The opto-coupler has a forward transfer characteristic that specifies how much photo-transistor current will result from so much LED current i.e. Ic/If. With your device at If = 1 mA, the minimum figure specified for your range of devices is 13%, so let's work with this.
Your Ic load as shown is approx. 10 uA. I imagine you're driving a further load, probably a logic gate, so let's allow for Ic = 50 uA. You can buffer the opto-isolator output with a transistor if you need any more output current than that. That makes If at least (100/13) x 50 uA or 384.6 uA, so let's work with an If of 400 uA.
You don't say what your application is or what sort of waveform you're looking for from the opto-isolator. I'll have to make a presumption about your circuit so that I can proceed with the arithmetic: the output must pulse logic low while mains is present, it doesn't have to be continuous. Your circuit currently does this, losing output at lower voltages near zero-crossing.
So the series resistor value must be high enough to not dissipate excessive average power, while low enough to let enough If through during the lower part of the mains cycle. Let's start with the latter.
UK mains is 230 Vrms +10%/-6% so the peak voltage of the waveform is (230 x 1.1) x sqrt(2) or 358 V.
The resistance to let 400 uA through at an instantaneous mains voltage level Vm down to, say, 20 V and with the opto-coupler's max. Vf of 1.65 V is:
(20 - 1.65) / 0.0004 = 45,875 = 44 K
From Prms = Vrms^2/R, the average power dissipation in the same resistance from 230 Vrms +10% is :
(230 x 1.1)^2 / 44,000 = 1.45 W
This is unacceptably high for the function being performed, so let's have the opto-coupler work from Vm down to 80 V and try again:
(80 - 1.65) / 0.0004 = 195,875 = 200 K
(230 x 1.1)^2 / 200,000 = 320 mW
This is much more palatable. Now to the implementation itself...
The circuit needs to have Single Point Of Failure (SPOF) protection to operate safely from the mains. This means that the effect of a failure of a single component in your mains-powered circuit needs to be considered for every component. For SPOF, 'failure' means that the component fails short-circuit or open-circuit. Components don't all fail this way in real life but this is how it is considered in SPOF.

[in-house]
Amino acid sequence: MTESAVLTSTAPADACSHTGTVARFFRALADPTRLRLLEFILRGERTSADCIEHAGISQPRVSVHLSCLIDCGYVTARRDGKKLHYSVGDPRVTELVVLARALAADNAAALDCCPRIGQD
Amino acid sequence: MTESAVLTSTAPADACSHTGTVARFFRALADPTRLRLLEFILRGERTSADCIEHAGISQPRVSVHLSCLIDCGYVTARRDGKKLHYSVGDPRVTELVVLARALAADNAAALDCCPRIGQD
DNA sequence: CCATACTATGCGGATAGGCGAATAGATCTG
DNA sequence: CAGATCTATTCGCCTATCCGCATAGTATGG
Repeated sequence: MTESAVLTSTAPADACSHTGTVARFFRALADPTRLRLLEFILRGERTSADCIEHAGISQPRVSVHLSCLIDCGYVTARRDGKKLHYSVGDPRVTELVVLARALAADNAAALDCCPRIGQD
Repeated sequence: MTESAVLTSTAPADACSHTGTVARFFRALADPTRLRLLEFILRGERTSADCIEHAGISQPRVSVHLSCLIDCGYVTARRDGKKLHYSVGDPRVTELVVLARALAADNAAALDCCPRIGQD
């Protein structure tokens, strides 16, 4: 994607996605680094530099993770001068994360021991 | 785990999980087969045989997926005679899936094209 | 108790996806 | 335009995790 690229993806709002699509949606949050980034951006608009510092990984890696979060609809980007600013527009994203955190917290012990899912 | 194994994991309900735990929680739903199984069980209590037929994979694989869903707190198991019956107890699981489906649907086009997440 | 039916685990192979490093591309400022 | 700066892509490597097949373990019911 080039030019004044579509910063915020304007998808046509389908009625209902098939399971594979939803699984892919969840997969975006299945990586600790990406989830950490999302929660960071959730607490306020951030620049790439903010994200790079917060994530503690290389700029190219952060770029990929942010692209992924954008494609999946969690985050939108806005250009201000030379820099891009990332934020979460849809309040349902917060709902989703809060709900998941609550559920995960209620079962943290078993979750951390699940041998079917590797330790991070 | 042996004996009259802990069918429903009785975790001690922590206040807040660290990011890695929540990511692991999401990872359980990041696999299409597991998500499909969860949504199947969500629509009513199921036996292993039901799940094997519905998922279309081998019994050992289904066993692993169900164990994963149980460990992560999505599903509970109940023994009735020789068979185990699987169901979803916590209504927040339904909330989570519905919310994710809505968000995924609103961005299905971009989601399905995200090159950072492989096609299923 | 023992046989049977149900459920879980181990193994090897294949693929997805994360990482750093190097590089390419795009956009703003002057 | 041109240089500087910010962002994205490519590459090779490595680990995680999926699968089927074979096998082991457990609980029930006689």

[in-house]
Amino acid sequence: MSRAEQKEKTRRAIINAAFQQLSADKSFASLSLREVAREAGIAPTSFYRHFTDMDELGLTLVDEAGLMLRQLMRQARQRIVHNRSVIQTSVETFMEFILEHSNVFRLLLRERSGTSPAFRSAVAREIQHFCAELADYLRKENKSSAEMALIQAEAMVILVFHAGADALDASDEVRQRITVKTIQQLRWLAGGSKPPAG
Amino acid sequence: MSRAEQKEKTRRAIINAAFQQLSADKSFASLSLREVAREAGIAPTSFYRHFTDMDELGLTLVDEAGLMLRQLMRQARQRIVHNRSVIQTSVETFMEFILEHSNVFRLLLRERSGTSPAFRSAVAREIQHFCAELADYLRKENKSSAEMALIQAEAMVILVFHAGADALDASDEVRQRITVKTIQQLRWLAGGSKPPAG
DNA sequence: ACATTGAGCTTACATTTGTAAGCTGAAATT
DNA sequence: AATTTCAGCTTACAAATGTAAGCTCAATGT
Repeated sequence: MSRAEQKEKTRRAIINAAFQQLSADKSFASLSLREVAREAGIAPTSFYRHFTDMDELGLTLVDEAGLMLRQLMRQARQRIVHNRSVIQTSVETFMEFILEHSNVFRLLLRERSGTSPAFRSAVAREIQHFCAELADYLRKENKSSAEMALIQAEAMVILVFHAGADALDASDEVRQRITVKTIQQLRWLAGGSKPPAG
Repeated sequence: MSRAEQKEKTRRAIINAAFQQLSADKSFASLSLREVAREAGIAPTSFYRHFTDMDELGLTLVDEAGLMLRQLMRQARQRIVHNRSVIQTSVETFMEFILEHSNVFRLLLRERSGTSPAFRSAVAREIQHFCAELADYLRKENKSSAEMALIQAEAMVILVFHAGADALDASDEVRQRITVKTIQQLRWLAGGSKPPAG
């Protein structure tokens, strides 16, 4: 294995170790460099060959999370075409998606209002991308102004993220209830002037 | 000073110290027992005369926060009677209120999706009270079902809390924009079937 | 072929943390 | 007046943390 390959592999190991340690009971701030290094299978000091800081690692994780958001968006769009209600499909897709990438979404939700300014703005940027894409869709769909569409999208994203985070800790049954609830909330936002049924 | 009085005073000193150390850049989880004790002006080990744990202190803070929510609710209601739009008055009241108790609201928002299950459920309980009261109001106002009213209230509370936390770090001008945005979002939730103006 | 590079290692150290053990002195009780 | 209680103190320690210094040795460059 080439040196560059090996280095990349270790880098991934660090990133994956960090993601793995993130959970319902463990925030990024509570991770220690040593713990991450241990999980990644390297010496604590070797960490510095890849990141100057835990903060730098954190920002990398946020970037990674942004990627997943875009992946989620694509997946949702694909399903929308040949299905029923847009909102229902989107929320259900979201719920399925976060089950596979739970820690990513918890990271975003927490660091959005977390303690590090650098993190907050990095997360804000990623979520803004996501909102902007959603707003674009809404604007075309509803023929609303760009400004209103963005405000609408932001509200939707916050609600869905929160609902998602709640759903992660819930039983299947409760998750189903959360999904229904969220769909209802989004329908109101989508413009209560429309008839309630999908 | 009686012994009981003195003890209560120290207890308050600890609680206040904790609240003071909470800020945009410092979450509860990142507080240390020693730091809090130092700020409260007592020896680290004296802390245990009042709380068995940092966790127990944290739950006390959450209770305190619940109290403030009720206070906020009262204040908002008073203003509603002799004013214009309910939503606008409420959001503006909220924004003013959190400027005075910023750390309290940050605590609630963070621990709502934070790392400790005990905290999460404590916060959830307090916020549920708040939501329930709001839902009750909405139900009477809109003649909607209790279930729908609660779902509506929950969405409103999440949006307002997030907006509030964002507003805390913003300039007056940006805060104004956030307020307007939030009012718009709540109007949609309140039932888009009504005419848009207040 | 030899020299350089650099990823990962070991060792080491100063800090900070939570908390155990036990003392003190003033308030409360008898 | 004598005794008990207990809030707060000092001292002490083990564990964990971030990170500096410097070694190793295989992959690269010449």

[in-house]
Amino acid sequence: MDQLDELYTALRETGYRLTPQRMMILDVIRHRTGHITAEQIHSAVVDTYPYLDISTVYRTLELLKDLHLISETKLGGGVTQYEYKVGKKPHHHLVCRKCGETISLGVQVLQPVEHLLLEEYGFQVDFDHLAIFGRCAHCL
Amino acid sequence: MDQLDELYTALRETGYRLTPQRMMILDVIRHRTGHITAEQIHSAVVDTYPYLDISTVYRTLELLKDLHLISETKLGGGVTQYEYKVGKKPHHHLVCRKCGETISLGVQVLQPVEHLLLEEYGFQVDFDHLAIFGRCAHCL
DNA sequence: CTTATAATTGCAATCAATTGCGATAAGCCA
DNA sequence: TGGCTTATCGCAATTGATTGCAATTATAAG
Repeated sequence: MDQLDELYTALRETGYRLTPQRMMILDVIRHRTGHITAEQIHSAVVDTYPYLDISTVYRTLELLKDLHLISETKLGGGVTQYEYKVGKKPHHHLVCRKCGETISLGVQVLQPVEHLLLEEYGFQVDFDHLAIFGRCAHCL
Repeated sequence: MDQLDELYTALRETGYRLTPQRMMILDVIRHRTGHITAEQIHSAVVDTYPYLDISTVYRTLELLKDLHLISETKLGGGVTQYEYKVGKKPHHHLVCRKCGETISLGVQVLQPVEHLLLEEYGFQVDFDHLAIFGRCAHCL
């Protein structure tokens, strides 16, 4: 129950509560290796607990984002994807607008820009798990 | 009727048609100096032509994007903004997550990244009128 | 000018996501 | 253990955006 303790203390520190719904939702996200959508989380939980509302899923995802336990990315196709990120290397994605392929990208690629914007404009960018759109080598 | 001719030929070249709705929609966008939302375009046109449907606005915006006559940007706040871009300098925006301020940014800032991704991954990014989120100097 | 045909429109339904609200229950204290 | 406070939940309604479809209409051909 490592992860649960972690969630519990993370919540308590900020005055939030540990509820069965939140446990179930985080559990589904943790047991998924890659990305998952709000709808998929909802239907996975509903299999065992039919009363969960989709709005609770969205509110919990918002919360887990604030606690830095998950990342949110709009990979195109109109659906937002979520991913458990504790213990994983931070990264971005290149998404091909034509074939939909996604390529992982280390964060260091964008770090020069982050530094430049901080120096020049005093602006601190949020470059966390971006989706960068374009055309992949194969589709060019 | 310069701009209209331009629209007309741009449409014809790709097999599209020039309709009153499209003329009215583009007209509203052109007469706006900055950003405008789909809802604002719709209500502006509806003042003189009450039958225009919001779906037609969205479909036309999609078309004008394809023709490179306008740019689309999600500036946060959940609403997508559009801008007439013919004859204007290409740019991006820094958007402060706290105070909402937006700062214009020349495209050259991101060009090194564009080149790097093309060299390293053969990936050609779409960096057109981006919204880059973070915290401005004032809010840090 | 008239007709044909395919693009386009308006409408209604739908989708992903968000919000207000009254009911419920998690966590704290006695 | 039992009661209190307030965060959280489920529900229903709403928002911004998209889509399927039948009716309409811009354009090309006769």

Considering SPOF here, a single series resistor could fail short-circuit and destroy the opto-isolator so two series resistors are used instead for SPOF protection. If one fails short-circuit, the other must still be working as we are considering a single point of failure. Each resistor must be rated the handle the full power it would then have to dissipate:
(230 x 1.1)^2 / 100,000 = 640 mW
For reliable circuit operation over a long lifetime, we will derate it for power and use 1 W part. This allows about 50 % margin over what it could ever dissipate against what it can handle continuously dissipating.
So, we finally get to a circuit:
simulate this circuit – Schematic created using CircuitLab
With mains applied, Vout will drive low when mains voltage Vm is above +Vmol or below -Vmol.
Vm for output low (Vmol) is somewhere between an maximum range of 1.65 V and 80 V, depending on the particular opto-isolator and load. But this is only a maximum range and the real transition range will be much narrower than that. As an educated-but-complete guess, it'll be between 30 V and 50 V.
In practice, if the slew rate of Vout is too slow to be used by its loading circuit then pass it through a Schmitt trigger first, such as an op-amp or one (or two, for non-inverted) 74xx14 Schmitt inverters. If you require a continuous level on Vout, use Vout to trigger a retriggerable monostable with a minimum period of 10 ms and take the monostable output as your signal.